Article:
Sat, 26 Apr 2003

IT policy for small and medium businesses necessary

Vishu Mahmud Contributor Jakarta

When I was still an IT web consultant, people would always complain to me about computer problems. Their PCs would crash, applications would freeze up, e-mails would not go out, and internet connections would go down. They look at me (then a sales consultant for websites) to fix it all!

Computers have come a long way into the office world. Back in the "old" days, computers were too expensive except for Fortune 500 corporations. Everything was done on paper, filing cabinets and the post office. Now, an internet connection, e-mail account and perhaps Local Area Network (LAN) are the minimum requirements for running a business in this highly competitive world.

Small and medium enterprises are also getting into the act. These businesses that have 5 to 50 staff members also need to show they can continue to be a going concern without having their competitors take them to the cleaners. Client databases, financial data and payroll information are just some items that are now almost exclusively stored on computers.

However, businesses should not make the mistake of not planning for their IT investments. Downtime always means money. Those who choose the most inexpensive and poorly planned method of setting up their LANs and computers will eventually pay for it in the end. Computer crashes, system failures, viruses and other ills can now be minimized, if not avoided completely, should the company prepare adequately to invest in their future.

Here are a few tips to make sure your computer systems, and more importantly your data, are secured.

Make sure everyone logs in. This may be a strange thing to say but by making sure everyone logs in with their own user ID and password, you can ensure that only authorized personnel are accessing company data. Enforce a company rule to ensure passwords are keep confidential and changed periodically. Also, with the right software, system administrators could also track down what specific employees are doing on their computers. If someone is downloading client records en masse, it may be a good idea to find out why.

Get licensed. No joke. The copyright law in Indonesia will soon be implemented and all business must have licensed copies for their software. By purchasing legal software, you would not only eliminate the risk of legal liabilities, you would also obtain extra benefits such as product support or installation assistance. Contact your local software vender if they have flexible licensing plans or packages for small businesses.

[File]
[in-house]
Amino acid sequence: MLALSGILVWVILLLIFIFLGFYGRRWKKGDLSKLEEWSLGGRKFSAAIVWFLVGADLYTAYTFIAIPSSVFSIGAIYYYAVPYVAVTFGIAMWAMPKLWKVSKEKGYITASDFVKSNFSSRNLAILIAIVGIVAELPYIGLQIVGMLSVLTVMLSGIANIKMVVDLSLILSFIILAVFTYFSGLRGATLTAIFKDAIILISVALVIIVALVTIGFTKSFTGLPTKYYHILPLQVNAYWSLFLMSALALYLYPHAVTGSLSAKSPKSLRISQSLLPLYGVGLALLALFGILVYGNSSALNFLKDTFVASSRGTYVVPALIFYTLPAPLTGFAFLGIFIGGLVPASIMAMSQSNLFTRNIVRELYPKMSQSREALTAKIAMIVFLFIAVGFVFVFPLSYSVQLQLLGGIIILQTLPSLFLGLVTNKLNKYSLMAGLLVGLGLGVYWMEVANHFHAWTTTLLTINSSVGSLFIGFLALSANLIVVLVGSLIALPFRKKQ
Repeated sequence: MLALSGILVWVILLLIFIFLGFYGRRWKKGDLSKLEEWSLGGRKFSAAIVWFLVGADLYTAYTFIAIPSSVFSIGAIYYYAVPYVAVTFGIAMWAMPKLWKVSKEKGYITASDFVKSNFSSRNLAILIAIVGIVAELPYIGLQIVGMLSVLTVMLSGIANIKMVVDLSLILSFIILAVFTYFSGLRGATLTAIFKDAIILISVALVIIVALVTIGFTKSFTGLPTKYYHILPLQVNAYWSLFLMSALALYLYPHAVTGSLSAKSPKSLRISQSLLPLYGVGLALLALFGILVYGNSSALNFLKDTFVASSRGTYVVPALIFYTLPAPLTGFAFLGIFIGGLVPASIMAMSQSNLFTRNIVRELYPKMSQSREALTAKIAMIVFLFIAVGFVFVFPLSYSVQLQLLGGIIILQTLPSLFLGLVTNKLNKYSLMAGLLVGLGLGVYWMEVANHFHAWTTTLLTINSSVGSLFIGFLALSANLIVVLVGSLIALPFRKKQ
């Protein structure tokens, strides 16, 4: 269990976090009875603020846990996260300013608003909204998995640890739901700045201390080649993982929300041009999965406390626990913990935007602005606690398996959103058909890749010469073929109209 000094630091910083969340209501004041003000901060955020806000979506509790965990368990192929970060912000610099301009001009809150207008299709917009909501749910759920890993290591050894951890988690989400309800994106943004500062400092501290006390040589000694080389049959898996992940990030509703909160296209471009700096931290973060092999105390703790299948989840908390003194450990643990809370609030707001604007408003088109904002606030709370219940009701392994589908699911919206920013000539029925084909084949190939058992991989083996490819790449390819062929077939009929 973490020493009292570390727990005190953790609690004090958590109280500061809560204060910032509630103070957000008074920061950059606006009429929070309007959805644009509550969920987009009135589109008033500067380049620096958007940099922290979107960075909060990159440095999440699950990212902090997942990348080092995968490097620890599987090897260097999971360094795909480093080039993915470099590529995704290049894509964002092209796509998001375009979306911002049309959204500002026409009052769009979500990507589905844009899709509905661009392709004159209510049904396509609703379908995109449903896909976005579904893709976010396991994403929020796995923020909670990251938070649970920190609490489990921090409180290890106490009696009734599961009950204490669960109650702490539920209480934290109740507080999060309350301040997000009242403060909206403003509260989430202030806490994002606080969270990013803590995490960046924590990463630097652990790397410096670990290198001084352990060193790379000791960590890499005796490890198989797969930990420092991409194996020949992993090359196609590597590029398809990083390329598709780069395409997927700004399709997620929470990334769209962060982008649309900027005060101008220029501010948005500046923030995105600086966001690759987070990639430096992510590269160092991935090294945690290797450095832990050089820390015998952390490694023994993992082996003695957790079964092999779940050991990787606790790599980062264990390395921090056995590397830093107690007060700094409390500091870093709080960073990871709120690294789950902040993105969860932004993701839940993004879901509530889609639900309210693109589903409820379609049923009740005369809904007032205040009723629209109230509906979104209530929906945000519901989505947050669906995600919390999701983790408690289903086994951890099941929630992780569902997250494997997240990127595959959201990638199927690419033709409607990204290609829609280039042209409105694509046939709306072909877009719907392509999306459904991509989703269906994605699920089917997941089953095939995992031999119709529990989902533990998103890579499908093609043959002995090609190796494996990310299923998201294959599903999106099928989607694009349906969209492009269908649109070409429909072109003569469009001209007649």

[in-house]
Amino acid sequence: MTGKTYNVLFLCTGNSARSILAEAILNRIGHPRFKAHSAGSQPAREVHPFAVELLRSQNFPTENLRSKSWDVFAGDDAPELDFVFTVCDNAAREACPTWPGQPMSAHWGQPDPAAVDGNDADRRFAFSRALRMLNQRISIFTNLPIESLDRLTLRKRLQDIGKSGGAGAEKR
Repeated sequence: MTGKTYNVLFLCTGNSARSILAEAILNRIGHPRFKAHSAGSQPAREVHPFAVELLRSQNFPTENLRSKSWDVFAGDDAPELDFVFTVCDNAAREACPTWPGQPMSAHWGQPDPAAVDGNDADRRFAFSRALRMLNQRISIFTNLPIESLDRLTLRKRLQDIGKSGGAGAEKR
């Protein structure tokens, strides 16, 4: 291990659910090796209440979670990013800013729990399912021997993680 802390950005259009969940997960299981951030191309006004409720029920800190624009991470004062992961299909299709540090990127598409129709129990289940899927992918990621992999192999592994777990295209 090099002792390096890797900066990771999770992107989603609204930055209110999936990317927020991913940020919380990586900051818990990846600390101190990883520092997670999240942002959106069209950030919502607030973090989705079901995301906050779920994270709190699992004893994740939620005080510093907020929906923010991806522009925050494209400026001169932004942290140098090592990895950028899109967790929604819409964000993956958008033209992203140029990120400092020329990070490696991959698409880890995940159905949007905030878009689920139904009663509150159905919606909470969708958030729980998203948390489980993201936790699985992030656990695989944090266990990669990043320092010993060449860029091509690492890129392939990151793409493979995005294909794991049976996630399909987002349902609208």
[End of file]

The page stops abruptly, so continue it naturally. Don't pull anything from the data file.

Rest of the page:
Establish a company IT policy. Ever wonder why the e-mail server is so slow? It could be because the person next to you is mass mailing a funny 2-megabyte video file to the entire office. For an office of 50 people, it would mean that the e-mail is taking up 100 megabytes of server space, as well as consuming power to copy it! In addition, make sure that employees are restricted from installing their own software. All software installations should be done by systems administrators to make sure that nothing "illegal" is stored on a company PC. Hammer out an IT policy to ensure office facilities are used for office purposes.

Install an anti-virus program. Make sure you have the latest data files of virus signatures to allow the anti-virus programs to track down and eradicate the newest computer "malware". Always update the signature files and ensure the software is always running. Some popular anti virus software brands are McAfee VirusScan (, Symantec's Norton AntiVirus ( and Computer Associates eTrust EZ Antivirus ( You can download trial versions from their websites. You may never need them until a small virus takes out all your data.

Finally, hire a full time IT administrator. It will be their responsibility to make sure the servers are online, the internet connection active and the office data backed up. Or, if that is not an option, hire a professional consultant to evaluate the current IT infrastructure at the office and discuss recommendations. Make sure the documentation of the evaluation and recommendations are handy and appoint someone to ensure the systems run smoothly. It would be easier to troubleshoot once you have a map of the company's complete IT facilities.

These suggestions are just some of the basic features that must be considered for a business that has or is planning to install IT infrastructure. Information is now the main asset of companies; lose that and you may as well close up shop. Making sure the information is safe and readily accessed would help a business compete effectively against their rivals.

Whether it is a 3 computer network or a network of multi- tiered file servers, properly planning your IT facilities will ensure you don't have unpleasant surprises down the road. Luck always favors the prepared.